Most college students don’t find summer internships valuable in terms of real-world work experience, according to a recent poll by Northwestern Mutual. Results showed that 68 percent of summer interns were not completing the daily work that they envision doing in their long-term careers.
Because internships are generally unpaid and sometimes involve mindless or even demeaning tasks, they tend to get a bad rap. I’ve often heard interning compared to fraternity pledging. Okay, I can see it: They yield no immediate reward, drag on for weeks, and often involve scrubbing. But there are more than enough benefits to internships to make them worthwhile.
Here are the top four reasons that you should be glad you’ve scored one for next summer.
1. Resume boosting: Did you know that about half of recent college graduates are unemployed? Yikes. Competition for jobs is fierce, so — regardless of the difficulty of tasks performed — there are few things more satisfying to college students these days than adding a legitimate bulletpoint to their resumes. Another benefit is that it will open doors for you. Whether it’s a reference or a connection for a job after graduation, it helps.
2. Learning curve: When, in the first week of my internship, my boss asked me to perform a task involving Google Analytics (which I’d never heard of) and Excel (which I hadn’t used since fifth grade computer science class), I momentarily contemplated faking my own death and escaping forever. But I resolved to somehow figure it out. Also, all of the office windows were painted shut. I had to ask about a hundred questions, but I got the hang of it eventually. My boss, like all good bosses, recognized that the internship was as much for my benefit as for his. In fact, I have a feeling that he didn’t really need those data charts.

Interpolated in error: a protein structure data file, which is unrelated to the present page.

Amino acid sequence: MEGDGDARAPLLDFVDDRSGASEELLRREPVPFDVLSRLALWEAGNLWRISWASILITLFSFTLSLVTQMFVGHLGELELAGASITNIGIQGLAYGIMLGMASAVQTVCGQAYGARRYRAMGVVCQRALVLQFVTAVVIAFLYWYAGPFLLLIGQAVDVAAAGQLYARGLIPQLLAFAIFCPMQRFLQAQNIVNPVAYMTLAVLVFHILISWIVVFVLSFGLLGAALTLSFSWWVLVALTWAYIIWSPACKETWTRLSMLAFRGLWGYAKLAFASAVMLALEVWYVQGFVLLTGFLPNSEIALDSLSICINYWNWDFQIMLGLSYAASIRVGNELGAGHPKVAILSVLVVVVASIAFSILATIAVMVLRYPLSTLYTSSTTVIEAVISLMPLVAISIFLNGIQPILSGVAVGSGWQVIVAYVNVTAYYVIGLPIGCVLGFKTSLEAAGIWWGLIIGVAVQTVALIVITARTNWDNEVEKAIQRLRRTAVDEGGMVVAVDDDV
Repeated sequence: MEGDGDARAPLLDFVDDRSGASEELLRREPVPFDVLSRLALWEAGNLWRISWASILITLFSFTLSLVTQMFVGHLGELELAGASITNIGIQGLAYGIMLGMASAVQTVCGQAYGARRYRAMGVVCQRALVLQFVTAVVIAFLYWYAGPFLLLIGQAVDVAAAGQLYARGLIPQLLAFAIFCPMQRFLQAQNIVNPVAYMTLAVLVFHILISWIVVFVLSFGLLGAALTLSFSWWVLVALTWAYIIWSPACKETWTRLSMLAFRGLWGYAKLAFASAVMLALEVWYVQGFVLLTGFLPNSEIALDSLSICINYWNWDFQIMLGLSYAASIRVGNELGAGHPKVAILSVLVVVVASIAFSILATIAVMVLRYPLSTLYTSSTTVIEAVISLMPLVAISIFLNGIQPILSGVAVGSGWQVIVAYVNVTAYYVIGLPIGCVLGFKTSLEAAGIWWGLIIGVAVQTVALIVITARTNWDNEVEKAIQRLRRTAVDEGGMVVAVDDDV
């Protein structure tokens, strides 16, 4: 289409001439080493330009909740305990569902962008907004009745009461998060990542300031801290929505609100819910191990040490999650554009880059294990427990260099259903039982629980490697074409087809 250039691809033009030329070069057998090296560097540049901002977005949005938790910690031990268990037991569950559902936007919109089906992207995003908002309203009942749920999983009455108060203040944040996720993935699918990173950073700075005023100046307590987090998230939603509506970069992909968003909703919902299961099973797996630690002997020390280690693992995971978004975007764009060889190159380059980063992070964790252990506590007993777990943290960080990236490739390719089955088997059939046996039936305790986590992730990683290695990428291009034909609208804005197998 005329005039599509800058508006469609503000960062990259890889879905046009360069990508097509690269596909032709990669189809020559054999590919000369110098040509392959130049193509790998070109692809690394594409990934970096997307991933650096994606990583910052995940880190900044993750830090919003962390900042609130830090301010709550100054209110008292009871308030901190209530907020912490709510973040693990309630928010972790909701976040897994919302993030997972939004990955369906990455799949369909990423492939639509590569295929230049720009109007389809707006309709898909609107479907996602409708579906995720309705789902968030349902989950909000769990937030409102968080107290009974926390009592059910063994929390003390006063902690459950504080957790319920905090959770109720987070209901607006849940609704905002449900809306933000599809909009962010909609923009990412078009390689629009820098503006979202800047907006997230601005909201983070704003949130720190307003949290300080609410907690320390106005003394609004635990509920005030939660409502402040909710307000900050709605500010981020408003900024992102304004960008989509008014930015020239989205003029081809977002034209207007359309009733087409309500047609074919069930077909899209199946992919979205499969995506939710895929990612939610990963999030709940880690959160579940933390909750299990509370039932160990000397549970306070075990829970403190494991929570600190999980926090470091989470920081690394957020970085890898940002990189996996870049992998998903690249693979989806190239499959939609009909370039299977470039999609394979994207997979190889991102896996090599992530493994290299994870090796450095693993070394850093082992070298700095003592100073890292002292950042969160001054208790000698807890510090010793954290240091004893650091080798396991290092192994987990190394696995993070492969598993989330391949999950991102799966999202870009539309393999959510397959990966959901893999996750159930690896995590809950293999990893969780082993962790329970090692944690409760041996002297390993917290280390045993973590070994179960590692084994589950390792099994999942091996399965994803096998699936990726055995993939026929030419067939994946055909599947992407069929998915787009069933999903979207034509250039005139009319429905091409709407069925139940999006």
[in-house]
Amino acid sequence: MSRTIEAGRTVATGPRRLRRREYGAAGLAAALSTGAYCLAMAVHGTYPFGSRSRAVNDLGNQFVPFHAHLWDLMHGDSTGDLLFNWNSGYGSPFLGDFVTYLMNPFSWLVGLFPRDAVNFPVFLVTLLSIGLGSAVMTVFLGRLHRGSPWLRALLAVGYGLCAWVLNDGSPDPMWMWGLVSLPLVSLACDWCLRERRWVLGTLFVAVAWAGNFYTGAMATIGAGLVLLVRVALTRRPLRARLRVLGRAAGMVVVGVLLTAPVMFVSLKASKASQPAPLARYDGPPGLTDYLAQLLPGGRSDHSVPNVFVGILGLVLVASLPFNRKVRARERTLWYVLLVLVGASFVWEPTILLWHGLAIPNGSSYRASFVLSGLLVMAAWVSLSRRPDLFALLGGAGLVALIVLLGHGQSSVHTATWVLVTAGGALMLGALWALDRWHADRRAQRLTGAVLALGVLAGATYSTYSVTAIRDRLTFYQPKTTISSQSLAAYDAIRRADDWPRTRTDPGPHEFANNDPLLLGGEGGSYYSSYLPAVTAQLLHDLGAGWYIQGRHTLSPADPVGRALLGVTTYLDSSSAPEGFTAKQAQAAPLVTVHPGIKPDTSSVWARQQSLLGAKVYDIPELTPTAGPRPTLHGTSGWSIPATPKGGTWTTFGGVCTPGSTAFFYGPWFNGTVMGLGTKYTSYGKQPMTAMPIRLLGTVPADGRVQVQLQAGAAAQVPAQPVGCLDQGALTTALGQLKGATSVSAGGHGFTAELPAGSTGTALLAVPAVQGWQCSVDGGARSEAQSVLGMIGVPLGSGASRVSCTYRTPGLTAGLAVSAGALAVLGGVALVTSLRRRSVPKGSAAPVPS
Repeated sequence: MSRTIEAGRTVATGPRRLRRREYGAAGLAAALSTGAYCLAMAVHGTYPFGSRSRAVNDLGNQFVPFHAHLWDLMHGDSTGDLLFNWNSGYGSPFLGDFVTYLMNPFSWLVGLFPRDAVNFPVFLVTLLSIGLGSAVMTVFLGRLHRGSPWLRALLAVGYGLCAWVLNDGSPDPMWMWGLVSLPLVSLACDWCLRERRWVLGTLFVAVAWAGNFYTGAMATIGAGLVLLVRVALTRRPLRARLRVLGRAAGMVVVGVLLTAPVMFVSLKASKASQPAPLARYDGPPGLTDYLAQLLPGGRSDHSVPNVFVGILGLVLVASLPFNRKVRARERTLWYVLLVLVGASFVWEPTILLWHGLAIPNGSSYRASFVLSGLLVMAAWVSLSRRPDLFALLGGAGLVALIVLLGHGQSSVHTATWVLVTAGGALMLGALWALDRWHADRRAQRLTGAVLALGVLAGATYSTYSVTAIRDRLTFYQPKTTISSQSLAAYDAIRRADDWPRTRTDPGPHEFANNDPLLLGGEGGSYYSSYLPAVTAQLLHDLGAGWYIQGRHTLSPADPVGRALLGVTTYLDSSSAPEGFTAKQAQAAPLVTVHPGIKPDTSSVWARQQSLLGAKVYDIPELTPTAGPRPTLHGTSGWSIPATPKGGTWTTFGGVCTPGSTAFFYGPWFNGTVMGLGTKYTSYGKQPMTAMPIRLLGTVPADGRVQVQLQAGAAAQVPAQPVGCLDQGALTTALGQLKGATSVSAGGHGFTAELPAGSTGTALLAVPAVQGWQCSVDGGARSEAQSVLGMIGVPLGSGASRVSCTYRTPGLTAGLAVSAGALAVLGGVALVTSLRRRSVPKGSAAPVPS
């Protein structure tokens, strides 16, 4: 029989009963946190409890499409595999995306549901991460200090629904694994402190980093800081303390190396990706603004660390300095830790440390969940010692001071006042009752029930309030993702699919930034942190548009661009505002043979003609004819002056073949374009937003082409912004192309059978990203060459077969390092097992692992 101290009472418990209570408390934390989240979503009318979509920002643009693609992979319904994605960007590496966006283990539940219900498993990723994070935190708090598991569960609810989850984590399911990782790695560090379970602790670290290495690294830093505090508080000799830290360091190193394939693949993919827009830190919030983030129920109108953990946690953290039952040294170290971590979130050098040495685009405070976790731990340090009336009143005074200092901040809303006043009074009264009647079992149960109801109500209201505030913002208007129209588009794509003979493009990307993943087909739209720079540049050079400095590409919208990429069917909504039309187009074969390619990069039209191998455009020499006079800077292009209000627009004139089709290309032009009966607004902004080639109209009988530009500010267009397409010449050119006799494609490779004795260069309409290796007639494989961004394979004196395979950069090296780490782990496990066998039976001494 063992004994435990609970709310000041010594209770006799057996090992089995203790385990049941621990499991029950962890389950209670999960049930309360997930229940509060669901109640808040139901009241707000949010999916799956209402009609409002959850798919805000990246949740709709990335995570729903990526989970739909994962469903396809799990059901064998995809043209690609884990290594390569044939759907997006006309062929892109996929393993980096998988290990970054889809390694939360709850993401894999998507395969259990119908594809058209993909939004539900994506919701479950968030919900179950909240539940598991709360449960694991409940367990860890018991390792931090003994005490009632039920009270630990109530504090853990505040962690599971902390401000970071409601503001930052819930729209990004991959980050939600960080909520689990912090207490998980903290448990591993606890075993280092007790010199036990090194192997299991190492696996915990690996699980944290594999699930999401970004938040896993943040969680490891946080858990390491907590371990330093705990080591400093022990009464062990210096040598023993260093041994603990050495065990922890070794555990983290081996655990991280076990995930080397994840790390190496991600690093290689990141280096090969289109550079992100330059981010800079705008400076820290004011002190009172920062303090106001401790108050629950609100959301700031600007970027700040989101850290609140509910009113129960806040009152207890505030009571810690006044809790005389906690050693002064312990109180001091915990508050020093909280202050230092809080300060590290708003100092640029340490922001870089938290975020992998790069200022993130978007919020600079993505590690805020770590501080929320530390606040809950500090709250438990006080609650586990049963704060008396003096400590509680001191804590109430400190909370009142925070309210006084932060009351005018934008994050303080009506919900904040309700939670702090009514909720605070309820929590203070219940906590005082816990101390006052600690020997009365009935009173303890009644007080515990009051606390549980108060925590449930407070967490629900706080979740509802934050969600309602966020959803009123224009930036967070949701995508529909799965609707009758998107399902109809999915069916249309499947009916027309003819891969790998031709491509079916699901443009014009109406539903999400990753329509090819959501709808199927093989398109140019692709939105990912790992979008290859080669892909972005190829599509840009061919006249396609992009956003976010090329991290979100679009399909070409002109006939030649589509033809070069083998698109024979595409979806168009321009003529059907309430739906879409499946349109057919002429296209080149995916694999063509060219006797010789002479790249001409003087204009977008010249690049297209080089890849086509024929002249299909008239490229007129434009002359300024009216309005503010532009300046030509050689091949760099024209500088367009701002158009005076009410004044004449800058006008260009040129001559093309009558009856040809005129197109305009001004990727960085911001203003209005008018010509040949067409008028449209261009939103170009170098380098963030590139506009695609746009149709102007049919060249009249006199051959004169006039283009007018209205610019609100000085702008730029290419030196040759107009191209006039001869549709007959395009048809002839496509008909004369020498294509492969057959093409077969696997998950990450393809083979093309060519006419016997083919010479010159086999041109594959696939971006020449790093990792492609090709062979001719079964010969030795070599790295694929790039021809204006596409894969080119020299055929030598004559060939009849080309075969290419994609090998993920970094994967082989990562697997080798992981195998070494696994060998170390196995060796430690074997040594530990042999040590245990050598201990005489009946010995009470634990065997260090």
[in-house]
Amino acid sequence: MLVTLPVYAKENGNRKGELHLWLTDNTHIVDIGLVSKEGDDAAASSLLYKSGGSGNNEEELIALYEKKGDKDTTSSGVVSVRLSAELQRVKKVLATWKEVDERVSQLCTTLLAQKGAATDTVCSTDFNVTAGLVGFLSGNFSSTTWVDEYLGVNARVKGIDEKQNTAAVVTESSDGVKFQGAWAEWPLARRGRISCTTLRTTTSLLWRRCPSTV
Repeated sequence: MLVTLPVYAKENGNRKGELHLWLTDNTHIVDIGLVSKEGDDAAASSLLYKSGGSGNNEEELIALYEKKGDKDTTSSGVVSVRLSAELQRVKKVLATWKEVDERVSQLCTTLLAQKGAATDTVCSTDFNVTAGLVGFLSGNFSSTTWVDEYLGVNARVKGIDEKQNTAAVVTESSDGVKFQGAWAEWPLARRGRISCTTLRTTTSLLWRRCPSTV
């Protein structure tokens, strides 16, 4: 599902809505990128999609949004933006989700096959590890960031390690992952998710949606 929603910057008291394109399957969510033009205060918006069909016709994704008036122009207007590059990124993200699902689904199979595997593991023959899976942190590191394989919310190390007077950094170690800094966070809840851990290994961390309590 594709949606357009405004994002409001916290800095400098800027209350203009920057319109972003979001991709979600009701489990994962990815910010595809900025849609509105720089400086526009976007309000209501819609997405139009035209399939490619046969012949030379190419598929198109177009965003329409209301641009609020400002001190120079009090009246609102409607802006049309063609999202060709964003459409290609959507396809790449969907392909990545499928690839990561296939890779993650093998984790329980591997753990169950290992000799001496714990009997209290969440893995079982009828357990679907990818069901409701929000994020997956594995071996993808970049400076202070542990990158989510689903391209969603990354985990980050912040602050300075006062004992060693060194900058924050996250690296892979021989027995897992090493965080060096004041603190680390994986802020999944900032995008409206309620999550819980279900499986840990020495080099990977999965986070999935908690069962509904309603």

3. No salary to steal your enjoyment: When people are paid to do a task, they tend to reap less gratification from the activity itself because the money gives them all the satisfaction they need for performing it. With no monetary reward, we are forced — or rather able — to find enjoyment and gratification in the tasks themselves.
4. Built-in escape route: If, by the end of the summer, you’ve decided that this company is not for you, then remember to be grateful that the position is, by definition, temporary. Instead of complaining about the boring office where you wasted three months, be happy that you’ve learned a little more about which career path you don’t (and, by process of elimination, do) want to take. The bonus is that you don’t have to deal with the uncomfortable process of quitting.
So, there you go. Unpaid internships have their downsides, but they’re worth it in the end. You can remind yourself of that fact the next time you’re fixing a paper jam in the office copy machine.
Email Emily Kelley at firstname.lastname@example.org.